RIF’s model is based on the belief that in addition to these two major strands, there is a third major strand that must be fully integrated into the rope to successfully drive reading proficiency: JOY! RIF defines the joy of reading by demonstrated increases in students’ reading motivation, frequency, and engagement.


Research indicates joy to be an equally important thread that alone does not drive reading proficiency—but when combined with word recognition and language comprehension, supports measurable reading outcomes for children.  We believe, and evidence shows, that when children find joy, imagination, delight, and possibility in reading, they come back to it time and again, building their reading proficiency.

RIF is committed to continuing to understand the joy of reading and its power.  RIF’s comprehensive approach to reading research involves bringing together quantitative and qualitative forms of research. By doing so, we can not only learn whether our programs are having positive outcomes on reading achievement, but also whether the participants in our programs are having positive experiences. Through our research initiatives we hope to build the body of knowledge that establishes a clear connection between reading JOY and reading outcomes.

Learn more about effective ways to encourage reading comprehension while spreading reading joy, along with the benefits of family engagement, by checking out Dr. Bailey’s recent appearance on the Transformative Principal podcast, available to stream here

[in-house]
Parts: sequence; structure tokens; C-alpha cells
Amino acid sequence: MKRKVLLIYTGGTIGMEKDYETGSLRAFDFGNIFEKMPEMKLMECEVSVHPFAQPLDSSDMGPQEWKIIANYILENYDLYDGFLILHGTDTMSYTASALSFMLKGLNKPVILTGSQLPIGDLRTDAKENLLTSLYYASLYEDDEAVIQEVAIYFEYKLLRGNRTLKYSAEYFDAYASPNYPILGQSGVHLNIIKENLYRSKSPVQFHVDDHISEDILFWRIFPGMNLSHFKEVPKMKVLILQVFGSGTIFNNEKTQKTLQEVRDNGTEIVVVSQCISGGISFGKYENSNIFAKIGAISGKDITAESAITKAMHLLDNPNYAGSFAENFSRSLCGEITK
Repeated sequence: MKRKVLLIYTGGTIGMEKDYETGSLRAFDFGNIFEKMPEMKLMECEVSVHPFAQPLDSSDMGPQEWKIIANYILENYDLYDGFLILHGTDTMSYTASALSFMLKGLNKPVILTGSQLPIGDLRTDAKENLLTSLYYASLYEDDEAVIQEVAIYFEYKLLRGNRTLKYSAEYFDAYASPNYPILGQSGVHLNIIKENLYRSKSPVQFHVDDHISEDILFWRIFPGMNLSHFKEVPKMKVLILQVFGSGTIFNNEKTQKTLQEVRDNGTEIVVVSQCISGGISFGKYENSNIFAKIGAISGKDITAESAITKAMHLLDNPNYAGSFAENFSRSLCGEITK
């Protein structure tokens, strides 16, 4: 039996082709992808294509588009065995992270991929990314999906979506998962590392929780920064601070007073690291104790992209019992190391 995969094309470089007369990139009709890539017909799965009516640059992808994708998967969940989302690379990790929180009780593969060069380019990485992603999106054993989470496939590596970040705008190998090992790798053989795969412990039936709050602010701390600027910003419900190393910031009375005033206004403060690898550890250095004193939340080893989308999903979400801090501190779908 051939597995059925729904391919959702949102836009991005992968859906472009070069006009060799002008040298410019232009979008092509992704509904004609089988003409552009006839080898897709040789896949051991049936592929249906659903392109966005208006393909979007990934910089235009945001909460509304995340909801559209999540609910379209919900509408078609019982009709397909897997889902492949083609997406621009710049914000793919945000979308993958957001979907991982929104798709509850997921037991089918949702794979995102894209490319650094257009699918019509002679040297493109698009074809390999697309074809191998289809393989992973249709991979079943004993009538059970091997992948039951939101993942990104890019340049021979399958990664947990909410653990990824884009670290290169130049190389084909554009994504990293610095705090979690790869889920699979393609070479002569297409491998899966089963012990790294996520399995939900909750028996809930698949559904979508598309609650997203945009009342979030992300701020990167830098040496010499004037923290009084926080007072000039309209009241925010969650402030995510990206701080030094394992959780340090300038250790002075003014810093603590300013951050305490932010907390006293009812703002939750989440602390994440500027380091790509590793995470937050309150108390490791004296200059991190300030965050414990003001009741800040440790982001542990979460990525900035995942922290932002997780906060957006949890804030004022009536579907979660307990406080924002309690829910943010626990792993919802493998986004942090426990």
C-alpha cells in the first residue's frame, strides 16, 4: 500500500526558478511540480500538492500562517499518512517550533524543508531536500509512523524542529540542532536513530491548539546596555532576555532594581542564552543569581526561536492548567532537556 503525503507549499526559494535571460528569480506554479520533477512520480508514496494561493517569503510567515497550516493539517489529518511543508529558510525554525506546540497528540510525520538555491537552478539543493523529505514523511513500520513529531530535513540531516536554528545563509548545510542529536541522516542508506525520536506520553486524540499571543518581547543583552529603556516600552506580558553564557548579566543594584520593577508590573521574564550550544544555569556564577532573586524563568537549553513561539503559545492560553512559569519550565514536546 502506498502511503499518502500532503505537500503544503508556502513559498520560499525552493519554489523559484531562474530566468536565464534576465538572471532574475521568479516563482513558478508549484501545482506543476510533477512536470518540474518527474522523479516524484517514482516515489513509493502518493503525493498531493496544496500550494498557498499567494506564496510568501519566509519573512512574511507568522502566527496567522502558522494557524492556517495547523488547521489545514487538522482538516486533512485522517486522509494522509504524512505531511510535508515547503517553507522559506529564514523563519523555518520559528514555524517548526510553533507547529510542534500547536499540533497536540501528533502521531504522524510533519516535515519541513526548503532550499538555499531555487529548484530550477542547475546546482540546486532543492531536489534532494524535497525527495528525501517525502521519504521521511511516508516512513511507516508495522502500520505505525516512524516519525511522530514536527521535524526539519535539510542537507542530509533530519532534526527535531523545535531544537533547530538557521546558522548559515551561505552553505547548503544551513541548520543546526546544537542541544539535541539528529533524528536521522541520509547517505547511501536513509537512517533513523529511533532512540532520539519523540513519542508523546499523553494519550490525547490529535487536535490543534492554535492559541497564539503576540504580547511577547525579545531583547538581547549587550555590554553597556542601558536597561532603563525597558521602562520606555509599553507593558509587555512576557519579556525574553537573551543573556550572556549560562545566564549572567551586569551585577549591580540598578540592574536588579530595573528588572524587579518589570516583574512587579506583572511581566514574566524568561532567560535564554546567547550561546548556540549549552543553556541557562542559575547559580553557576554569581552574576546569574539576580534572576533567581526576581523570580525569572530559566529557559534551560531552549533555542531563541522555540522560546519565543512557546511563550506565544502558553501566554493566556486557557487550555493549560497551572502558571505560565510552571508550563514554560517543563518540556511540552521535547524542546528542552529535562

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2 replies

  1. Thank you for this post, Dr. Bailey.

    I appreciate your emphasis on “joy” and Reading is Fundamental’s understanding of the need for more research in this area. School librarians and library resources and programs contribute a great deal as they invite youth into the Literacy Club.

    Thank you also for including the critical importance of “language comprehension,” which includes the all-important component of “assessing and building background knowledge.” This is also a core contribution offered to students with the support of their librarians and classroom educators via rich learning through school libraries.

    Yes to a measured amount of “word recognition”! And Yes! Yes! to more joy! Yes! Yes! Yes! to language comprehension!

    For those who want to explore more KQ Blog offerings related to this topic, I humbly recommend these three posts, contributed by yours truly.

    Part 1: The Right to Read Film: What Every School Librarian Should Know

    Part 2: The “Science of Reading:” Here We Go, Again

    Part 3: The Right to Read Film: In Search of the Elusive Silver Bullet

  2. Beyond the Simple View of Reading or Scarborough’s Rope, I prefer the Active View of Reading model, which is similar to RIF’s post: . I like that RIF’s model also includes reading frequency, which is necessary for practice.

    The Active View of Reading model “explicitly lists contributors to reading . . . within, across, and beyond the broad categories of word recognition and language comprehension.” It touches on the joy of reading as a function of active self-regulation. It also notes that reading is “impacted by text, task, and sociocultural contexts.” We need to ENJOY reading in order to sit and actually do it.